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April 9, 2014

Jonathan Tobin: Why Did Kerry Lie About Israeli Blame?

Samuel G. Freedman: A resolution 70 years later for a father's unsettling legacy of ashes from Dachau

Jessica Ivins: A resolution 70 years later for a father's unsettling legacy of ashes from Dachau

Kim Giles: Asking for help is not weakness

Kathy Kristof and Barbara Hoch Marcus: 7 Great Growth Israeli Stocks

Matthew Mientka: How Beans, Peas, And Chickpeas Cleanse Bad Cholesterol and Lowers Risk of Heart Disease

Sabrina Bachai: 5 At-Home Treatments For Headaches

The Kosher Gourmet by Daniel Neman Have yourself a matzo ball: The secrets bubby never told you and recipes she could have never imagined

April 8, 2014

Lori Nawyn: At Your Wit's End and Back: Finding Peace

Susan B. Garland and Rachel L. Sheedy: Strategies Married Couples Can Use to Boost Benefits

David Muhlbaum: Smart Tax Deductions Non-Itemizers Can Claim

Jill Weisenberger, M.S., R.D.N., C.D.E : Before You Lose Your Mental Edge

Dana Dovey: Coffee Drinkers Rejoice! Your Cup Of Joe Can Prevent Death From Liver Disease

Chris Weller: Electric 'Thinking Cap' Puts Your Brain Power Into High Gear

The Kosher Gourmet by Marlene Parrish A gift of hazelnuts keeps giving --- for a variety of nutty recipes: Entree, side, soup, dessert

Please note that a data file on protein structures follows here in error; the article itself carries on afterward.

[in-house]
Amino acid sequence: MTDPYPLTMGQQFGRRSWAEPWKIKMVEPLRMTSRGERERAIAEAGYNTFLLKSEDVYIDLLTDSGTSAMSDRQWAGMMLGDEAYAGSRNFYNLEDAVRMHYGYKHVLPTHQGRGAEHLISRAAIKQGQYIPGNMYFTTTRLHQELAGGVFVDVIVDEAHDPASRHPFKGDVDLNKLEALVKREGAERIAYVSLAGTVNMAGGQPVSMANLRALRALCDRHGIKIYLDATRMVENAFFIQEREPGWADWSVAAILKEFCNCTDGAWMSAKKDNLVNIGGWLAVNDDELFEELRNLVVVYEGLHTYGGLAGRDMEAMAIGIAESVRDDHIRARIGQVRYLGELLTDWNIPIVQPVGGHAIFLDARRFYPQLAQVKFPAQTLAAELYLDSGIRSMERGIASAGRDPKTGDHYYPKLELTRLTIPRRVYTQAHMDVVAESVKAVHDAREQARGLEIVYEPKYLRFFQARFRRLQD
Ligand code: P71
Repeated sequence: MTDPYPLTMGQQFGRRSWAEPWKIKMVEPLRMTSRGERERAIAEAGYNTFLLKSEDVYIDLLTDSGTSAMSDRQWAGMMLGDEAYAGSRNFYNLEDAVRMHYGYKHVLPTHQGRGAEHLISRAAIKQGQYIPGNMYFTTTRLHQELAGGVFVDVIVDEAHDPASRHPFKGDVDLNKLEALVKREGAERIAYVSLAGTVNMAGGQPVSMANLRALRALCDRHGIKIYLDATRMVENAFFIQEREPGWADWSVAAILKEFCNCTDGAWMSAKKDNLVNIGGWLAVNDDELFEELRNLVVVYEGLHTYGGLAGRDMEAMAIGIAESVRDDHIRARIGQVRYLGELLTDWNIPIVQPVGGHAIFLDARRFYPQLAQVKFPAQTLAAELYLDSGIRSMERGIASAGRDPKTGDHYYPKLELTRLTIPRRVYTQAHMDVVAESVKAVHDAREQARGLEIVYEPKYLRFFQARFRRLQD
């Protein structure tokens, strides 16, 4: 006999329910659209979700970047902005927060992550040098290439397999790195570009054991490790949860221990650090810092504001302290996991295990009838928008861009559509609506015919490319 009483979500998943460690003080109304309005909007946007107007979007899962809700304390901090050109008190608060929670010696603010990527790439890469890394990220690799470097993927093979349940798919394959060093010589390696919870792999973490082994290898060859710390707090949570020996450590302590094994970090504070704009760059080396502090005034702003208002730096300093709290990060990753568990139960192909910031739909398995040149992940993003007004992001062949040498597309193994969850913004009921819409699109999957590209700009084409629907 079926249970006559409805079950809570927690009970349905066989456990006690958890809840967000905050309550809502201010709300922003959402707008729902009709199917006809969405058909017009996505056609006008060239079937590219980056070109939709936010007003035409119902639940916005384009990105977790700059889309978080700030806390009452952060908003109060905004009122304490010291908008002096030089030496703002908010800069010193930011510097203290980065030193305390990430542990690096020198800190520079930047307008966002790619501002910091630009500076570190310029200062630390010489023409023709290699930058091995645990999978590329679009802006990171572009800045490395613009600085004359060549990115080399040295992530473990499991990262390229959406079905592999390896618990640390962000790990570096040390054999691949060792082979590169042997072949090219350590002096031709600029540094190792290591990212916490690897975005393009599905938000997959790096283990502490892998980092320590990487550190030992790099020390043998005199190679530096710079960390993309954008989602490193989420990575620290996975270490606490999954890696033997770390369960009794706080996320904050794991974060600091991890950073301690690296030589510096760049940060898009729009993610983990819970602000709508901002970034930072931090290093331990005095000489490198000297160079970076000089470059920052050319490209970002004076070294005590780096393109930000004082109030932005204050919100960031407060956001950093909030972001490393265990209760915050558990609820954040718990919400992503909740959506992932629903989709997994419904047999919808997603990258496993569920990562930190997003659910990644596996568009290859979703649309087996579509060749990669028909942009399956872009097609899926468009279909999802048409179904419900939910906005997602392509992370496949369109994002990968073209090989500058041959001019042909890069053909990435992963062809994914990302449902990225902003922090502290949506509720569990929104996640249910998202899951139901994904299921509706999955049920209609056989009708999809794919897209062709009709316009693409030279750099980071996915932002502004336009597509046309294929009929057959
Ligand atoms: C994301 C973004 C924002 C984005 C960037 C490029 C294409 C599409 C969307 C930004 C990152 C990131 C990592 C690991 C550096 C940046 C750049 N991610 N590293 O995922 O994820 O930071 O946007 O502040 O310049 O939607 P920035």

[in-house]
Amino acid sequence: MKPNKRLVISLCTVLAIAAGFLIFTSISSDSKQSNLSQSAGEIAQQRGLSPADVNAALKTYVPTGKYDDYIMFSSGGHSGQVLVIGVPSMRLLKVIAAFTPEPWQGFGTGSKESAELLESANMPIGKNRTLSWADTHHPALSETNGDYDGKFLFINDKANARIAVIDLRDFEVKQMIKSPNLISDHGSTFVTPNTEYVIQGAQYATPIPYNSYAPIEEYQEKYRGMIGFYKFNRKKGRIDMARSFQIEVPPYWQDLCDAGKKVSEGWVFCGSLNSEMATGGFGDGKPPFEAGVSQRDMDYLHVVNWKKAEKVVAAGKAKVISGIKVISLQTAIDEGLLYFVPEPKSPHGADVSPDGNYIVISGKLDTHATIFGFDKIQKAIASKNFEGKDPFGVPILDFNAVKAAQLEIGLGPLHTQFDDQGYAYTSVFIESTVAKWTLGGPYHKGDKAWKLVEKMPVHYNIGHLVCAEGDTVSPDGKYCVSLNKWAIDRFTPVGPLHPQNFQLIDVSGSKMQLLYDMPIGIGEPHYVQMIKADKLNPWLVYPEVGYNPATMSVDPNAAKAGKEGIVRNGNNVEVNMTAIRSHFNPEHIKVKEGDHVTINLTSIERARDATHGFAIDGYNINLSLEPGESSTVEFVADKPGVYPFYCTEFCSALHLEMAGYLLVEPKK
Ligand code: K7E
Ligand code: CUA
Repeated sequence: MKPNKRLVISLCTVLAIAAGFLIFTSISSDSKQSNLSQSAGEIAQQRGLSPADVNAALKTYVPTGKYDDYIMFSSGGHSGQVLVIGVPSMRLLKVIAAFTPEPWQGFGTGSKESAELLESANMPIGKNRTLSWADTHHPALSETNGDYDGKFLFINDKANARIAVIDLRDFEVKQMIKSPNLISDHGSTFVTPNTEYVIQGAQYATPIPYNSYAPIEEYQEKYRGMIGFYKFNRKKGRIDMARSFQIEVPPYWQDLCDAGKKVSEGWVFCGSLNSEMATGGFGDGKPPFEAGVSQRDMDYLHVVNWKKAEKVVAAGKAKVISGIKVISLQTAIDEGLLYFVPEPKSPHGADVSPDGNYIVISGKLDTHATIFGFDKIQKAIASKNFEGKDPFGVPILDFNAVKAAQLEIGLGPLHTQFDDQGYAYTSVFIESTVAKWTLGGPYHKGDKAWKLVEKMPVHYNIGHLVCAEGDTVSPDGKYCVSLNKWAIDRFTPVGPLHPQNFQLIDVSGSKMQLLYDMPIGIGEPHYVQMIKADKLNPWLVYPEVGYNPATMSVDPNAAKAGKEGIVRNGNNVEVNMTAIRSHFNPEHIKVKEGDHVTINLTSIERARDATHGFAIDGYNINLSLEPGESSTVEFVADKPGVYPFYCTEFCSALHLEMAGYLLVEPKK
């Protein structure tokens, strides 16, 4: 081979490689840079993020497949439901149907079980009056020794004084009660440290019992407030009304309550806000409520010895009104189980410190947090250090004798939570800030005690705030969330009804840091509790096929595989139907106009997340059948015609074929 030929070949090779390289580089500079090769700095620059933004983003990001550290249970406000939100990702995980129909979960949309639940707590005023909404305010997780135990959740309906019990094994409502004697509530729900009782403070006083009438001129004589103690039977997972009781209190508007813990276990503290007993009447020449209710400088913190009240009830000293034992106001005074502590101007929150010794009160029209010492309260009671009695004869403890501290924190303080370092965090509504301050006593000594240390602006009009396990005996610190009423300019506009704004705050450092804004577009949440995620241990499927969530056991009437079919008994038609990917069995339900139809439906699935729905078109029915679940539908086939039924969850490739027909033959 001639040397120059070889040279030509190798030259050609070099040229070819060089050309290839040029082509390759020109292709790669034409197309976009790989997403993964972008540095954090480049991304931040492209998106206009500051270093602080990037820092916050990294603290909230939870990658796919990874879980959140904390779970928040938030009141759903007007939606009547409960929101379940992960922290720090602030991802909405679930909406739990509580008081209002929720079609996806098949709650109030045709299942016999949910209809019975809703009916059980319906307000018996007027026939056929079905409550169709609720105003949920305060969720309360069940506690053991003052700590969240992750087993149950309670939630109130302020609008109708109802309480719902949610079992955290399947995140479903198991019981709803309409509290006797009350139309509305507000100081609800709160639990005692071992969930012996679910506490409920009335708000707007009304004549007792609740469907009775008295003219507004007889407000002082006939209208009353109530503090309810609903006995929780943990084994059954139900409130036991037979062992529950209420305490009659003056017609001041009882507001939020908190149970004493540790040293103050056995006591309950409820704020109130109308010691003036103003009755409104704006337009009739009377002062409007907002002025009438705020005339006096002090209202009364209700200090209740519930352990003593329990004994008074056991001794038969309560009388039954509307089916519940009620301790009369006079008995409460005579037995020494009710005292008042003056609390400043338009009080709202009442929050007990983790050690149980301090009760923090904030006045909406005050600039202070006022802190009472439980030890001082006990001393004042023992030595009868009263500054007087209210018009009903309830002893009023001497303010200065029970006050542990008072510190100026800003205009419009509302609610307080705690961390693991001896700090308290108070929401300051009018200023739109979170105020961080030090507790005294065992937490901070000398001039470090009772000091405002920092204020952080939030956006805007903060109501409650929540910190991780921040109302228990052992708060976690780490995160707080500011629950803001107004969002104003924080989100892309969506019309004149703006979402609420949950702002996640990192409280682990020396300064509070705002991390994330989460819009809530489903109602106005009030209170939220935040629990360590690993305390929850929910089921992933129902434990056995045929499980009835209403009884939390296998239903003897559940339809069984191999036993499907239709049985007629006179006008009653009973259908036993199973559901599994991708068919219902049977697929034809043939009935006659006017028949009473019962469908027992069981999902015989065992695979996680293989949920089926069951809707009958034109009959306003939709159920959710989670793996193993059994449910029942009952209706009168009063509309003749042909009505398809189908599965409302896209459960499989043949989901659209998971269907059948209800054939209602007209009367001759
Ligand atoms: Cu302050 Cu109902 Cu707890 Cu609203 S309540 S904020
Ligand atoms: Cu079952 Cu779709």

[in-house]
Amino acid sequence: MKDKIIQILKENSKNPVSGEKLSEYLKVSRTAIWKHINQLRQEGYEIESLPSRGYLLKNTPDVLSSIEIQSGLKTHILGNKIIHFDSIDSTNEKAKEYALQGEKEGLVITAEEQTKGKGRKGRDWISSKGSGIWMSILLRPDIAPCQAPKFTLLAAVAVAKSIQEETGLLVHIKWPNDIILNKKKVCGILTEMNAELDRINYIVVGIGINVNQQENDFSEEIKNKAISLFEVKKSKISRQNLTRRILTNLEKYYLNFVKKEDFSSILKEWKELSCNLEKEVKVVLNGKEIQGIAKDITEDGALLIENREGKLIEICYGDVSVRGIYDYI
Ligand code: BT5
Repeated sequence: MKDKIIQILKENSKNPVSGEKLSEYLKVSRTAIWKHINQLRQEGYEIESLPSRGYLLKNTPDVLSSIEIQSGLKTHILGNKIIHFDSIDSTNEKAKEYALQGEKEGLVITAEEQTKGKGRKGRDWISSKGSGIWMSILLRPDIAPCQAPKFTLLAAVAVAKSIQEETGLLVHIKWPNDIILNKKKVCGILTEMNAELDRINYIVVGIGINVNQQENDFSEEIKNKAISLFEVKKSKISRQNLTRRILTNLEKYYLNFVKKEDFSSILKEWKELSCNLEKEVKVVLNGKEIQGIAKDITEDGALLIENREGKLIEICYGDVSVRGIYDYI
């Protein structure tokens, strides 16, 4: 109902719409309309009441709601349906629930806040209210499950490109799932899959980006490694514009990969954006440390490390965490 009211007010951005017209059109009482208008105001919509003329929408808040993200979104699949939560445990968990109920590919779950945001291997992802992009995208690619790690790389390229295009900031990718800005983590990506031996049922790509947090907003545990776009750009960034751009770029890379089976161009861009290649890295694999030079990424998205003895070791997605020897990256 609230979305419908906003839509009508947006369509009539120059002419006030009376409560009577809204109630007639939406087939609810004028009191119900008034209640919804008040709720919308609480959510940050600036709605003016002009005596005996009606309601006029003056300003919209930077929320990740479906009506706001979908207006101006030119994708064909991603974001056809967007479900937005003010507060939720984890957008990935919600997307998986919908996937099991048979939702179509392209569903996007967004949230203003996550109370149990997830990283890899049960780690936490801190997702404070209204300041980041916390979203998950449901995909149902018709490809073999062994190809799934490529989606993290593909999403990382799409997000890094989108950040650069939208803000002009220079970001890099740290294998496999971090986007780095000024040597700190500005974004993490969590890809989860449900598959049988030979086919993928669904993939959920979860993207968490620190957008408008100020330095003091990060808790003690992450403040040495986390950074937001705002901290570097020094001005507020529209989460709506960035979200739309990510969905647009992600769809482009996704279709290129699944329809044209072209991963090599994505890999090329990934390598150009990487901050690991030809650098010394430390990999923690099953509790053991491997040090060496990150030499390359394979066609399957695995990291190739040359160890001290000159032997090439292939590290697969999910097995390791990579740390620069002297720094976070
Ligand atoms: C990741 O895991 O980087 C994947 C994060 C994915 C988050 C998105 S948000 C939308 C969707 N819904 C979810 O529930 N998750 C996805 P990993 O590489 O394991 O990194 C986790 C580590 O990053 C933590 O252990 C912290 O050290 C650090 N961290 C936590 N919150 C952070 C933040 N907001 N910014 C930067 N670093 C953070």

April 4, 2014

Rabbi David Gutterman: The Word for Nothing Means Everything

Charles Krauthammer: Kerry's folly, Chapter 3

Amy Peterson: A life of love: How to build lasting relationships with your children

John Ericson: Older Women: Save Your Heart, Prevent Stroke Don't Drink Diet

John Ericson: Why 50 million Americans will still have spring allergies after taking meds

Cameron Huddleston: Best and Worst Buys of April 2014

Stacy Rapacon: Great Mutual Funds for Young Investors

Sarah Boesveld: Teacher keeps promise to mail thousands of former students letters written by their past selves

The Kosher Gourmet by Sharon Thompson Anyone can make a salad, you say. But can they make a great salad? (SECRETS, TESTED TECHNIQUES + 4 RECIPES, INCLUDING DRESSINGS)

April 2, 2014

Paul Greenberg: Death and joy in the spring

Dan Barry: Should South Carolina Jews be forced to maintain this chimney built by Germans serving the Nazis?

Mayra Bitsko: Save me! An alien took over my child's personality

Frank Clayton: Get happy: 20 scientifically proven happiness activities

Susan Scutti: It's Genetic! Obesity and the 'Carb Breakdown' Gene

Lecia Bushak: Why Hand Sanitizer May Actually Harm Your Health

Stacy Rapacon: Great Funds You Can Own for $500 or Less

Cameron Huddleston: 7 Ways to Save on Home Decor

The Kosher Gourmet by Steve Petusevsky Exploring ingredients as edible-stuffed containers (TWO RECIPES + TIPS & TECHINQUES)

Jewish World Review June 21, 2013/ 13 Tamuz, 5773

Y'all gotta read this

By Lori Borgman

Lori Borgman


http://www.JewishWorldReview.com | I can probably tell where you're from by whether you say "you guys" or "y'all." Do you call it pick-AHN pie or pee-KAHN pie? The pecan pie pronunciation is sticky business no matter how you slice it.